1. That’s great advice, thank you! I will learn to swim, but I need first to find somewhere very, very quiet, and to find a decent Edwardian style full-length swimming suit (preferably striped). You’re absolutely not wrong about the mass and energy of the average narrowboat – only last year I saw a bloke encouraging (presumably his) very young children onto the canal to play chicken with the boats – they were in an inflatable dinghy… it didn’t matter how slowly we and the boats in the opposite direction crept past, it was close to being not pretty at all. The centre-line is a great bit of advice, what I need to add to that now is the confidence to single-hand locks! Seriously, much fun on the horizon! 🙂


      1. Give it a week and you’ll be a pro. A pro what is another matter. Hmm Edwardian style Swimming suit – My Wife could make you one, (She made my costume in the picky attached) or you could always take up the knitting needles, some worsted wool and knit yourself one.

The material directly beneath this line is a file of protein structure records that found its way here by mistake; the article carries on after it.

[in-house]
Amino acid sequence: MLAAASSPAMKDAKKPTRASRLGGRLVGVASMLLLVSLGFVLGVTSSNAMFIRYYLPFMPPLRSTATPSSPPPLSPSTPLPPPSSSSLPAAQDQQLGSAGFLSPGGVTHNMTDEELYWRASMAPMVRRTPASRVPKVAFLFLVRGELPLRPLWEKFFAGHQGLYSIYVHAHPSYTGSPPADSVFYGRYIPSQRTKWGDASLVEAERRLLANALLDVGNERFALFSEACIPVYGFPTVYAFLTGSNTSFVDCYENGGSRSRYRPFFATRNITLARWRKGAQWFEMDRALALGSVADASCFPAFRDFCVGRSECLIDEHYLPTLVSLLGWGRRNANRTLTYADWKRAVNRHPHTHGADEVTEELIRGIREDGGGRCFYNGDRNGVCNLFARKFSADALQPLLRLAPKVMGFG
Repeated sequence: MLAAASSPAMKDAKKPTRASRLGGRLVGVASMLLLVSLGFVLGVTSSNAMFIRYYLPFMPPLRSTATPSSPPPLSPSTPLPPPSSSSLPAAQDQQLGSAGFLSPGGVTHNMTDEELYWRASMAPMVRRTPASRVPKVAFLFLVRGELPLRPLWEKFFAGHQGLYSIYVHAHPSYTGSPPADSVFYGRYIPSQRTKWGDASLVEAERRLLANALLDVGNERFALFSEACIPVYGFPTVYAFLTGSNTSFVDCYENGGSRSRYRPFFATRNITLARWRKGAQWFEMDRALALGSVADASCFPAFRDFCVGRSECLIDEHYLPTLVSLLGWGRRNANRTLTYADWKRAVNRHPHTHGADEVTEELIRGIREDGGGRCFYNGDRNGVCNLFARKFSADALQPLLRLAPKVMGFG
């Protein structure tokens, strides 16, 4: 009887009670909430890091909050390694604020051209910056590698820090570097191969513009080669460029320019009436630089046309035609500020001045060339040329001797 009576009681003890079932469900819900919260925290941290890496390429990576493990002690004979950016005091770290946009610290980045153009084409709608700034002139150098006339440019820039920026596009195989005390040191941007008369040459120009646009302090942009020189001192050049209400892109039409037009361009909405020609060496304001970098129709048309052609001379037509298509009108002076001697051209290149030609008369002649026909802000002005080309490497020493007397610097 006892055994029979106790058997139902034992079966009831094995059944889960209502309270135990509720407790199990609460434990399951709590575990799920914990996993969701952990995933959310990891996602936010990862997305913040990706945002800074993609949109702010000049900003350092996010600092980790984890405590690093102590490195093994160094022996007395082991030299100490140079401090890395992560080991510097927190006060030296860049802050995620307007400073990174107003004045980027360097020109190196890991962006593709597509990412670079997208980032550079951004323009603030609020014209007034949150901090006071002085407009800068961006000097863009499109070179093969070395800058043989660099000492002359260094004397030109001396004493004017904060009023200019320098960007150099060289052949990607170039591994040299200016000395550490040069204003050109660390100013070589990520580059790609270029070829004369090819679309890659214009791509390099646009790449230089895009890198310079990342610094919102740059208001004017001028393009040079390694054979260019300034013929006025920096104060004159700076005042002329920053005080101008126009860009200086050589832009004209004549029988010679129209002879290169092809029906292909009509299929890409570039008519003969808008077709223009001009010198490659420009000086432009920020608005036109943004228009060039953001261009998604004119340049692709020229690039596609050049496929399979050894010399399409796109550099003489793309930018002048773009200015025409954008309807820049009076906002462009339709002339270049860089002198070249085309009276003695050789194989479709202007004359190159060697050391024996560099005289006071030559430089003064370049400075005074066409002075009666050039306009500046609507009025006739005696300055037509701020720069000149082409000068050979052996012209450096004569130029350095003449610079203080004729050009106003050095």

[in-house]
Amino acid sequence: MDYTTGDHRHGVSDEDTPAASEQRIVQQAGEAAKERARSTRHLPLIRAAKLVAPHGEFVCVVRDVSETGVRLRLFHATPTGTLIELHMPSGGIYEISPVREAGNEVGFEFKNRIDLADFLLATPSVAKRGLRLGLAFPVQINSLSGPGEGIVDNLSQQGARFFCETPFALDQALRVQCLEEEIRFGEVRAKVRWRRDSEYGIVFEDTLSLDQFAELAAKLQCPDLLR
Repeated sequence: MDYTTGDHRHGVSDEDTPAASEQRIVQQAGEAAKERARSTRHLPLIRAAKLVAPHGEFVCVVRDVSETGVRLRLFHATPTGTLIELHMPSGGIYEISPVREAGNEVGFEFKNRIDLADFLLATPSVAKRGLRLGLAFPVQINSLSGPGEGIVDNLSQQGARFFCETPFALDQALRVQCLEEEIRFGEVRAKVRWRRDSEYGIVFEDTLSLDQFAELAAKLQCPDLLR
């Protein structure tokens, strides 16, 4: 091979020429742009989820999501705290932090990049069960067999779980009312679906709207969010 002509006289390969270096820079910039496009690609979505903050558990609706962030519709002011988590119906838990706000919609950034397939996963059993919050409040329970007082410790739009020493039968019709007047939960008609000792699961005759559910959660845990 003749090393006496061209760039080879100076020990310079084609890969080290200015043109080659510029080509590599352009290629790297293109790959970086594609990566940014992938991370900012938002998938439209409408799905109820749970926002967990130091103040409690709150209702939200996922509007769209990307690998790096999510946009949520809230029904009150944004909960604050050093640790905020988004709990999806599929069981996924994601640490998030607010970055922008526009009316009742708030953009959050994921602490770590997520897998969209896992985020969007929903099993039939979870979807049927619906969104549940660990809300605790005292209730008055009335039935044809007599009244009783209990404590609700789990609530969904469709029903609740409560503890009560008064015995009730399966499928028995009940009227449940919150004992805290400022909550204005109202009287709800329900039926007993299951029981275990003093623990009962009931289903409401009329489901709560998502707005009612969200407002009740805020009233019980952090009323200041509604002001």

3. On the Renaming front, We did 3 ceremonies, The first was to request Neptune and Poseidon to remove the old boat name from their register. At this point everything with the old name was removed from the boat. and a bottle of Champagne was poured from port to starboard around the bow.

    Then another ceremony was done asking Neptune and Poseidon to enter the new name in their register. Another bottle of champagne was poured from starboard to port around the bow, and temporary nameplates were placed in the windows.

    The third ceremony was to call on the gods of the four winds for fair winds and weather. This was done by slinging a glass full of – you’ve guessed it – champagne to the north east south and west. A bit of a party ensued and we all sailed back to our mooring with our newly named boat.
    We also never call the boat by its old name whilst being aboard.
    We used to moor at Uplands marina on the Trent and Mersey, but now moor near Lymm on the Bridgewater. If you are out over Easter we will be travelling to Barbridge and back. Our boat is called Adreva.